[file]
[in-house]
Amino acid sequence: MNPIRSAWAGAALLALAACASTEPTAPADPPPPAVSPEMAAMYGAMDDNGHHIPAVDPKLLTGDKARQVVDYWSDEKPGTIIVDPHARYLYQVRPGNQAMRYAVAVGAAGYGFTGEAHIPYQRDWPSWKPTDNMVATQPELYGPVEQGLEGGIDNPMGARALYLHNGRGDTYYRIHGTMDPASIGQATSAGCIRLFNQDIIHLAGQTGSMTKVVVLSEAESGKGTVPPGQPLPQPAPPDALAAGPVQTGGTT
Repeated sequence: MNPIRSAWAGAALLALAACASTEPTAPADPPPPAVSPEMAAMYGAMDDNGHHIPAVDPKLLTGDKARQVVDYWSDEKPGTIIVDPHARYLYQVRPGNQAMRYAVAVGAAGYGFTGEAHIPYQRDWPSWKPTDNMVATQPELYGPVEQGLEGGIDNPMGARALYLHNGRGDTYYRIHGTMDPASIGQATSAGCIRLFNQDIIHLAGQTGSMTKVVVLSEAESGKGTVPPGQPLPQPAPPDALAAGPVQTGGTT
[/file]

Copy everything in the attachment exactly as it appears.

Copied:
[in-house]
Amino acid sequence: MNPIRSAWAGAALLALAACASTEPTAPADPPPPAVSPEMAAMYGAMDDNGHHIPAVDPKLLTGDKARQVVDYWSDEKPGTIIVDPHARYLYQVRPGNQAMRYAVAVGAAGYGFTGEAHIPYQRDWPSWKPTDNMVATQPELYGPVEQGLEGGIDNPMGARALYLHNGRGDTYYRIHGTMDPASIGQATSAGCIRLFNQDIIHLAGQTGSMTKVVVLSEAESGKGTVPPGQPLPQPAPPDALAAGPVQTGGTT
Repeated sequence: MNPIRSAWAGAALLALAACASTEPTAPADPPPPAVSPEMAAMYGAMDDNGHHIPAVDPKLLTGDKARQVVDYWSDEKPGTIIVDPHARYLYQVRPGNQAMRYAVAVGAAGYGFTGEAHIPYQRDWPSWKPTDNMVATQPELYGPVEQGLEGGIDNPMGARALYLHNGRGDTYYRIHGTMDPASIGQATSAGCIRLFNQDIIHLAGQTGSMTKVVVLSEAESGKGTVPPGQPLPQPAPPDALAAGPVQTGGTT